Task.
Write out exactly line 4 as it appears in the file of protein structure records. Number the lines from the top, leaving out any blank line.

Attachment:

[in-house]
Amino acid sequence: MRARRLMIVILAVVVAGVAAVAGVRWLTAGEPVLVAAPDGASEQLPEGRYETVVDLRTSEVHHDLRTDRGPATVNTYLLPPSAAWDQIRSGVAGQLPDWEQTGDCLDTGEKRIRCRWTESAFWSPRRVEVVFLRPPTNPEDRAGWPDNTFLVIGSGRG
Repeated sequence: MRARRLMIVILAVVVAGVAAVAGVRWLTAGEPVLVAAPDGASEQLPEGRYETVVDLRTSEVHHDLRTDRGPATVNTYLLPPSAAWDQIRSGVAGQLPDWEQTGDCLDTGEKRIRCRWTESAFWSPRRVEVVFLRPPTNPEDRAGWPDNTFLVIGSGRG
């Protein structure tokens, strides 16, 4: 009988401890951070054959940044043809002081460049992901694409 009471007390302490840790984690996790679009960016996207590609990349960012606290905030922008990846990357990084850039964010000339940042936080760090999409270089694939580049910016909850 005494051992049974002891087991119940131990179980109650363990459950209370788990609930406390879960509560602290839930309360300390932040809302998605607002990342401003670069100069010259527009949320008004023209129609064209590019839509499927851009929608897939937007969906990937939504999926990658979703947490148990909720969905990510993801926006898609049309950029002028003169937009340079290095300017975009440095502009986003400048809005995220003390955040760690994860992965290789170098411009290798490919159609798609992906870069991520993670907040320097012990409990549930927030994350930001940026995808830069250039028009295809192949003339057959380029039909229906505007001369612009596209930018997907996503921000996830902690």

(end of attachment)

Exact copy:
């Protein structure tokens, strides 16, 4: 009988401890951070054959940044043809002081460049992901694409 009471007390302490840790984690996790679009960016996207590609990349960012606290905030922008990846990357990084850039964010000339940042936080760090999409270089694939580049910016909850 005494051992049974002891087991119940131990179980109650363990459950209370788990609930406390879960509560602290839930309360300390932040809302998605607002990342401003670069100069010259527009949320008004023209129609064209590019839509499927851009929608897939937007969906990937939504999926990658979703947490148990909720969905990510993801926006898609049309950029002028003169937009340079290095300017975009440095502009986003400048809005995220003390955040760690994860992965290789170098411009290798490919159609798609992906870069991520993670907040320097012990409990549930927030994350930001940026995808830069250039028009295809192949003339057959380029039909229906505007001369612009596209930018997907996503921000996830902690």